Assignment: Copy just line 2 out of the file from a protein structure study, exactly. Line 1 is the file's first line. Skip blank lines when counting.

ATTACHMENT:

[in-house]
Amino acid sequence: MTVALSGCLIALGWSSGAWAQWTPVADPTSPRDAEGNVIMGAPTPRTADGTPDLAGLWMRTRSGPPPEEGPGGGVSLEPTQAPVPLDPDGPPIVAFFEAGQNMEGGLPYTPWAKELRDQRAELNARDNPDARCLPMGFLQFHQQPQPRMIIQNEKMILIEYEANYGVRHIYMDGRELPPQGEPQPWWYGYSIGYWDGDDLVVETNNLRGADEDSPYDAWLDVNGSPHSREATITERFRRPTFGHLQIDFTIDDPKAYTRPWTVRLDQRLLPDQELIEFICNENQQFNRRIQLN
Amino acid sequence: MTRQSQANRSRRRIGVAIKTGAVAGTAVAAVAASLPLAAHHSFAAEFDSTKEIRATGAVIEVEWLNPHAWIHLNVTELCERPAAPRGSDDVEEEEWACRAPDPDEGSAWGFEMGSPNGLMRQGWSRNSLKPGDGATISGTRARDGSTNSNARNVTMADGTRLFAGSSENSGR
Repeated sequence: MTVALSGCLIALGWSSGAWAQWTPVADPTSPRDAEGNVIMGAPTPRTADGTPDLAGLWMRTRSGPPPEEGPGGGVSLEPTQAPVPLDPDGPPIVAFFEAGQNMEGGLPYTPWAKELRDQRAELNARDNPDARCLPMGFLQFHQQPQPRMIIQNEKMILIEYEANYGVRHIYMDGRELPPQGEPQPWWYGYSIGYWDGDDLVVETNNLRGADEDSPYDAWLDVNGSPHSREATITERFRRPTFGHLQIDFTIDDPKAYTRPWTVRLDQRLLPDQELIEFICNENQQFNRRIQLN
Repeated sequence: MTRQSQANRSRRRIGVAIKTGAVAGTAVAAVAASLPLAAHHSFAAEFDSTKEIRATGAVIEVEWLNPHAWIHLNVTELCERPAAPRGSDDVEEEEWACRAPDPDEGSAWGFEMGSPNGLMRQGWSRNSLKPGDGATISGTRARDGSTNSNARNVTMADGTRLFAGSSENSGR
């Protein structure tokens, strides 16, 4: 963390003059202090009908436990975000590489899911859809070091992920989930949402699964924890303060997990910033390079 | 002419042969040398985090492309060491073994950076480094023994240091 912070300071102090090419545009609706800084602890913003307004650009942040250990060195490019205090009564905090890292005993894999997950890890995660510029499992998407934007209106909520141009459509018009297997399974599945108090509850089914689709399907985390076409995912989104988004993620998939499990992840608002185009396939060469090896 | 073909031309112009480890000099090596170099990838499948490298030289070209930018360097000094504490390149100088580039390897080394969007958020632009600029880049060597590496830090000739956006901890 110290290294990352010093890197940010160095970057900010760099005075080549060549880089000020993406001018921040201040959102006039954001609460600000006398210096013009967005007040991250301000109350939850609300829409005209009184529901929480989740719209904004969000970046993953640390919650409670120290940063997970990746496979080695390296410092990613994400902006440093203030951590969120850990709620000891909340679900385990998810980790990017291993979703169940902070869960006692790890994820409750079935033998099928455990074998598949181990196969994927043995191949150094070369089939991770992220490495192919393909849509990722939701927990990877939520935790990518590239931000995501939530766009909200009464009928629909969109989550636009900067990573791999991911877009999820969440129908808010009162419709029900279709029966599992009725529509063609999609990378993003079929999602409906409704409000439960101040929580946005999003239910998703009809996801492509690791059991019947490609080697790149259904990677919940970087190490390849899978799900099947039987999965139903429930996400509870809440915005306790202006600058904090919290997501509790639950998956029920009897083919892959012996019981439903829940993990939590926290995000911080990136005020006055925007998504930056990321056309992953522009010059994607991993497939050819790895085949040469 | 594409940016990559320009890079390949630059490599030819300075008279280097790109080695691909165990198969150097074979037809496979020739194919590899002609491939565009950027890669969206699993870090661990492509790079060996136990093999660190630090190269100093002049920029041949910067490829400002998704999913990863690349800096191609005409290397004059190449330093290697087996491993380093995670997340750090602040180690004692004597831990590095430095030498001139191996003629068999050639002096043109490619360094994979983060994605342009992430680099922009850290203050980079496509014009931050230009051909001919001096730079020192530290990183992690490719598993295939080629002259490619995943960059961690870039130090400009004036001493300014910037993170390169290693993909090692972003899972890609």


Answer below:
Amino acid sequence: MTVALSGCLIALGWSSGAWAQWTPVADPTSPRDAEGNVIMGAPTPRTADGTPDLAGLWMRTRSGPPPEEGPGGGVSLEPTQAPVPLDPDGPPIVAFFEAGQNMEGGLPYTPWAKELRDQRAELNARDNPDARCLPMGFLQFHQQPQPRMIIQNEKMILIEYEANYGVRHIYMDGRELPPQGEPQPWWYGYSIGYWDGDDLVVETNNLRGADEDSPYDAWLDVNGSPHSREATITERFRRPTFGHLQIDFTIDDPKAYTRPWTVRLDQRLLPDQELIEFICNENQQFNRRIQLN